Ambient air pollution is associated with increased risk of hospital cardiac readmissions of myocardial infarction survivors in five European cities
ABSTRACT Ambient air pollution has been associated with increases in acute morbidity and mortality. The objective of this study was to evaluate the short-term effects of urban air pollution on cardiac hospital readmissions in survivors of myocardial infarction, a potentially susceptible subpopulation.
In this European multicenter cohort study, 22,006 survivors of a first myocardial infarction were recruited in Augsburg, Germany; Barcelona, Spain; Helsinki, Finland; Rome, Italy; and Stockholm, Sweden, from 1992 to 2000. Hospital readmissions were recorded in 1992 to 2001. Ambient nitrogen dioxide, carbon monoxide, ozone, and mass of particles <10 microm (PM10) were measured. Particle number concentrations were estimated as a proxy for ultrafine particles. Short-term effects of air pollution on hospital readmissions for myocardial infarction, angina pectoris, and cardiac causes (myocardial infarction, angina pectoris, dysrhythmia, or heart failure) were studied in city-specific Poisson regression analyses with subsequent pooling. During follow-up, 6655 cardiac readmissions were observed. Cardiac readmissions increased in association with same-day concentrations of PM10 (rate ratio [RR] 1.021, 95% CI 1.004 to 1.039) per 10 microg/m3) and estimated particle number concentrations (RR 1.026 [95% CI 1.005 to 1.048] per 10,000 particles/cm3). Effects of similar strength were observed for carbon monoxide (RR 1.014 [95% CI 1.001 to 1.026] per 200 microg/m3 [0.172 ppm]), nitrogen dioxide (RR 1.032 [95% CI 1.013 to 1.051] per 8 microg/m3 [4.16 ppb]), and ozone (RR 1.026 [95% CI 1.001 to 1.051] per 15 microg/m3 [7.5 ppb]). Pooled effect estimates for angina pectoris and myocardial infarction readmissions were comparable.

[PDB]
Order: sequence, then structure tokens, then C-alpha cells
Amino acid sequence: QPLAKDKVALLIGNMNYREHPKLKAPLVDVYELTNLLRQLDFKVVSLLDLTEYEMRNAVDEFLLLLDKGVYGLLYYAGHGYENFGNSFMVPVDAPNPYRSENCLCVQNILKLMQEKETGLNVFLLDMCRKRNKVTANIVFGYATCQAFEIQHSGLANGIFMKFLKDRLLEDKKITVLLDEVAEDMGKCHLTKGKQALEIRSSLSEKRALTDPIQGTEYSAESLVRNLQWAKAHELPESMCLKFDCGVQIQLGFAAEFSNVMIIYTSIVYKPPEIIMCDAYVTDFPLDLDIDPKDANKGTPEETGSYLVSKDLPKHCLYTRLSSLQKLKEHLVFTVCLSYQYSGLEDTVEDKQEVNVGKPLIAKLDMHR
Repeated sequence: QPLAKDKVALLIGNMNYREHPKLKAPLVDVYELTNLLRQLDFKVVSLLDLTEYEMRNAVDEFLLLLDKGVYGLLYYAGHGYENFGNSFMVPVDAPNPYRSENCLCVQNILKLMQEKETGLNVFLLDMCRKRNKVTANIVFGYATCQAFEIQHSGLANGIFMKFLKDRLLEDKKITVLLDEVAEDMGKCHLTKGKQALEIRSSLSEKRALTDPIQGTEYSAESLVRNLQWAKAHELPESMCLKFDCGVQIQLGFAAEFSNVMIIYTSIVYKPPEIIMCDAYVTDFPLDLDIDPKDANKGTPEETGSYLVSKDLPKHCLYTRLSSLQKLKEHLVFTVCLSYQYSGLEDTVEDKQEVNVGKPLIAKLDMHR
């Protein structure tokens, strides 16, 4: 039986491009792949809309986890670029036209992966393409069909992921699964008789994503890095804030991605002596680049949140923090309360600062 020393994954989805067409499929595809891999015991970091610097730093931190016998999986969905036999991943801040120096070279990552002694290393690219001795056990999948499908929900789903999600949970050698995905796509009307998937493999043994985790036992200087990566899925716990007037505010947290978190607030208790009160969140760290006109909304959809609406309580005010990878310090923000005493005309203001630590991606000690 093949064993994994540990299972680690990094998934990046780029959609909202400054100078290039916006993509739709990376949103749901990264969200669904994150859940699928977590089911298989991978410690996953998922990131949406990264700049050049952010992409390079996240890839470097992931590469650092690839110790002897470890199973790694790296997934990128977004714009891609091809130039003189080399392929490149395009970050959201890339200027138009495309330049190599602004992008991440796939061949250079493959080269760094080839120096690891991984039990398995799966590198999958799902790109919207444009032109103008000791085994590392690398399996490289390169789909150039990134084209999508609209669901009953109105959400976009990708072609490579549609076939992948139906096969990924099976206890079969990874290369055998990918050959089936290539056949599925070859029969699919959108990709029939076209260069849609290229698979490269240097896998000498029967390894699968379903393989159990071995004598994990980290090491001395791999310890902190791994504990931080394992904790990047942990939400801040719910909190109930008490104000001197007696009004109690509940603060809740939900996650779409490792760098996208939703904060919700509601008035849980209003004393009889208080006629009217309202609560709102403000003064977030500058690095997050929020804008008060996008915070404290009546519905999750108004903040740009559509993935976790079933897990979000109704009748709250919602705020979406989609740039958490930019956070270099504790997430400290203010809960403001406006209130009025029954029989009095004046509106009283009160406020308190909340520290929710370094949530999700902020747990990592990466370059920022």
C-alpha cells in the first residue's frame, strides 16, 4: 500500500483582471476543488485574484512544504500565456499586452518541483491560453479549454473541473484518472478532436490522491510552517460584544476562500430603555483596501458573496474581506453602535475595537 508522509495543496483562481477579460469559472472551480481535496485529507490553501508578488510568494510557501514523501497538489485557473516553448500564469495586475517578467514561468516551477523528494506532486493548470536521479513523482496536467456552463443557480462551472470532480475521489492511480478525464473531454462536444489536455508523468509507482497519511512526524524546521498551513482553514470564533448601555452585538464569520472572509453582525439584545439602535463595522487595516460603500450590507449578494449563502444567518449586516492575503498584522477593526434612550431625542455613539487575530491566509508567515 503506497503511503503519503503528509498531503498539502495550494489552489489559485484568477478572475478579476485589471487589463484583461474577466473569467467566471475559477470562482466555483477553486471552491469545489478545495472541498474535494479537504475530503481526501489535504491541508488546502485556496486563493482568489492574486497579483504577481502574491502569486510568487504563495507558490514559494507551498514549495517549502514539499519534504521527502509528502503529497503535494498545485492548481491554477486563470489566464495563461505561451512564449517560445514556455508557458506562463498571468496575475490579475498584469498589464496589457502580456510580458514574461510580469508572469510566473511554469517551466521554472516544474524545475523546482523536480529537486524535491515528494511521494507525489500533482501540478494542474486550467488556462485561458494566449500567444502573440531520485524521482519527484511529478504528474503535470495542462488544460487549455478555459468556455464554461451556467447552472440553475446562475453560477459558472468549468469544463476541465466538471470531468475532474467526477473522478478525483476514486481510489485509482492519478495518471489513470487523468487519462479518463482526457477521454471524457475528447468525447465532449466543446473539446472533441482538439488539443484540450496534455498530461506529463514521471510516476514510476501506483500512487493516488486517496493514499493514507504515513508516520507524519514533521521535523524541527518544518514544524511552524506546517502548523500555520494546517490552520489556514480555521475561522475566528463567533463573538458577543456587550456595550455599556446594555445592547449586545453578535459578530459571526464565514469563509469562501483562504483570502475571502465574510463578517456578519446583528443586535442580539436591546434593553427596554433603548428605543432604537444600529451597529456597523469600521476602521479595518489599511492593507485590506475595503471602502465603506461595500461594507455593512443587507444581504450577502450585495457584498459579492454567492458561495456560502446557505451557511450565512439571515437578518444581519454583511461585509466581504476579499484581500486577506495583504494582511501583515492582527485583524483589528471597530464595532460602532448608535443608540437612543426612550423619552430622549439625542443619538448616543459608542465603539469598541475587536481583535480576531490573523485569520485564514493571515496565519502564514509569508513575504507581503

The results suggest that ambient air pollution is associated with increased risk of hospital cardiac readmissions of myocardial infarction survivors in 5 European cities.
SourceAvailable from: Renzo Tassinari[Show abstract] [Hide abstract]
ABSTRACT: This study shows for the first time a chemical and morphological characterization of agricultural aerosols released during three important agricultural operations: threshing, plowing and sowing. The field campaigns were carried out in the eastern part of the Po Valley, Italy, in summer and autumn 2009. The aerosol particles were sampled on quartz fiber filters and polytetrafluoroethylene membranes in order to allow ICP-MS analysis and SEM-EDS investigations, respectively. The organic carbon mass concentrations were measured with a Sunset Laboratory Dual-Optical OCEC Aerosol analyzer. The morphological and chemical analyses by SEM-EDS allowed recognizing four main particle classes: organic, silica, calcite and clay minerals. The organic particles contribute to both fine and coarse aerosol fractions up to ca. 50% for all three agricultural activities. This was also confirmed by OCEC analysis for fine fraction. Most of the agricultural aerosols, about 60%, were single particles and the remaining 40% were agglomerations of particles. The ICP-MS results showed that threshing and plowing produce more aerosol particles than sowing, which was characterized by important amounts of clay minerals produced from land soils.Journal of Environmental Sciences 09/2014; 26(9):1903-1912. DOI:10.1016/j.jes.2014.07.004 · 1.92 Impact Factor